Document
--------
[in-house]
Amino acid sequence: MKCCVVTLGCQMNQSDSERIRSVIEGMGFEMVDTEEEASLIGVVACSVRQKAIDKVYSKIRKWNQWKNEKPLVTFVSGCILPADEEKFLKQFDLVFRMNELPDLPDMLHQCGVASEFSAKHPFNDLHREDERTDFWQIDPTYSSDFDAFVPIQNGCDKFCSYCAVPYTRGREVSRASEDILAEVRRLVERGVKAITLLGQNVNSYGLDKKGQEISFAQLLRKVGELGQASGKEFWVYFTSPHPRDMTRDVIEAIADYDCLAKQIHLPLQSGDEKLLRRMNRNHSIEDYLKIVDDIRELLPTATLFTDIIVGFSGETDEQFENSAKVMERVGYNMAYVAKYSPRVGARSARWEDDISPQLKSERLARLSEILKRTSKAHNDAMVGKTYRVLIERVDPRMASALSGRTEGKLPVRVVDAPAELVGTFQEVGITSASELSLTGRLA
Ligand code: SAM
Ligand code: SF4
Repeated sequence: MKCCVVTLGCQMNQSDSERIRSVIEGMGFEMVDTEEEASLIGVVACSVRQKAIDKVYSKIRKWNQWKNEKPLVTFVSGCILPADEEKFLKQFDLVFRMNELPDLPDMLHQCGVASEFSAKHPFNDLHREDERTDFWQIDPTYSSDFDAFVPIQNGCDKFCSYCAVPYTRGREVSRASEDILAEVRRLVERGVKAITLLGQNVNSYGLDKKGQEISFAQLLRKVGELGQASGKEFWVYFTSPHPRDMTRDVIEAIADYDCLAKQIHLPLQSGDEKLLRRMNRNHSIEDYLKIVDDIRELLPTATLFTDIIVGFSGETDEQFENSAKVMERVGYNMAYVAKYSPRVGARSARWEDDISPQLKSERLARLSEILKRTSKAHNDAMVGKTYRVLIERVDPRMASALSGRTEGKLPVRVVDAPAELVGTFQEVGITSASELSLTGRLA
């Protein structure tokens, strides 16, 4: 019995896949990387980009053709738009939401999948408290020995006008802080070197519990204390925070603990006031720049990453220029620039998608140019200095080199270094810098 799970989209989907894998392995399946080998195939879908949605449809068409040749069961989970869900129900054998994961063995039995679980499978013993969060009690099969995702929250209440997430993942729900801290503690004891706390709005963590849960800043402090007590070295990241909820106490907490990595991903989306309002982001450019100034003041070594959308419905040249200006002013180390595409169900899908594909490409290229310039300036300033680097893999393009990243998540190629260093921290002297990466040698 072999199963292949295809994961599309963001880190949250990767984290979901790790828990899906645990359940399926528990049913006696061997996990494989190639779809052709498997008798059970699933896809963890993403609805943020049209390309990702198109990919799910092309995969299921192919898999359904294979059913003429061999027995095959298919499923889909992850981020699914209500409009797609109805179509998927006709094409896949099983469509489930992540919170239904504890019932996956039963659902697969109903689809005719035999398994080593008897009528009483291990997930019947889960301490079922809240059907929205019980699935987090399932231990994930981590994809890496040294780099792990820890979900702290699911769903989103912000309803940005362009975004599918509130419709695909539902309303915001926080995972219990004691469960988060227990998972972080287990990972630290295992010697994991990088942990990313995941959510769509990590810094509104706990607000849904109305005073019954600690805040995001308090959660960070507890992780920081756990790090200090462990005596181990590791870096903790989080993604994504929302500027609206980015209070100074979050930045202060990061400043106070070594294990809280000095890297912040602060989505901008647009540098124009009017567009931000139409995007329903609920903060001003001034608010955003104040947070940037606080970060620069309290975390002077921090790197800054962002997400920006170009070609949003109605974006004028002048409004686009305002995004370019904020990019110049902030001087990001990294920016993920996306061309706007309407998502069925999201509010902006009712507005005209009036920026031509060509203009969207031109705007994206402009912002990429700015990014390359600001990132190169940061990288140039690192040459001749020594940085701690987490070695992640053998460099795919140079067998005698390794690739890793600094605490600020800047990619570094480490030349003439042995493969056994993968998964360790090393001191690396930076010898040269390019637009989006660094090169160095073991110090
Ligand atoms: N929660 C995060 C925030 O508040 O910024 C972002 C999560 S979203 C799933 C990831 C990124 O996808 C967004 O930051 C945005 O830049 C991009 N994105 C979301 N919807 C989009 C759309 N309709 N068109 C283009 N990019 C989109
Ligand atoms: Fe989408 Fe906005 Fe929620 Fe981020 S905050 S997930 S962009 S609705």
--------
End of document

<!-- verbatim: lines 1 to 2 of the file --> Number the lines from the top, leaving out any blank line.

[in-house]
Amino acid sequence: MKCCVVTLGCQMNQSDSERIRSVIEGMGFEMVDTEEEASLIGVVACSVRQKAIDKVYSKIRKWNQWKNEKPLVTFVSGCILPADEEKFLKQFDLVFRMNELPDLPDMLHQCGVASEFSAKHPFNDLHREDERTDFWQIDPTYSSDFDAFVPIQNGCDKFCSYCAVPYTRGREVSRASEDILAEVRRLVERGVKAITLLGQNVNSYGLDKKGQEISFAQLLRKVGELGQASGKEFWVYFTSPHPRDMTRDVIEAIADYDCLAKQIHLPLQSGDEKLLRRMNRNHSIEDYLKIVDDIRELLPTATLFTDIIVGFSGETDEQFENSAKVMERVGYNMAYVAKYSPRVGARSARWEDDISPQLKSERLARLSEILKRTSKAHNDAMVGKTYRVLIERVDPRMASALSGRTEGKLPVRVVDAPAELVGTFQEVGITSASELSLTGRLA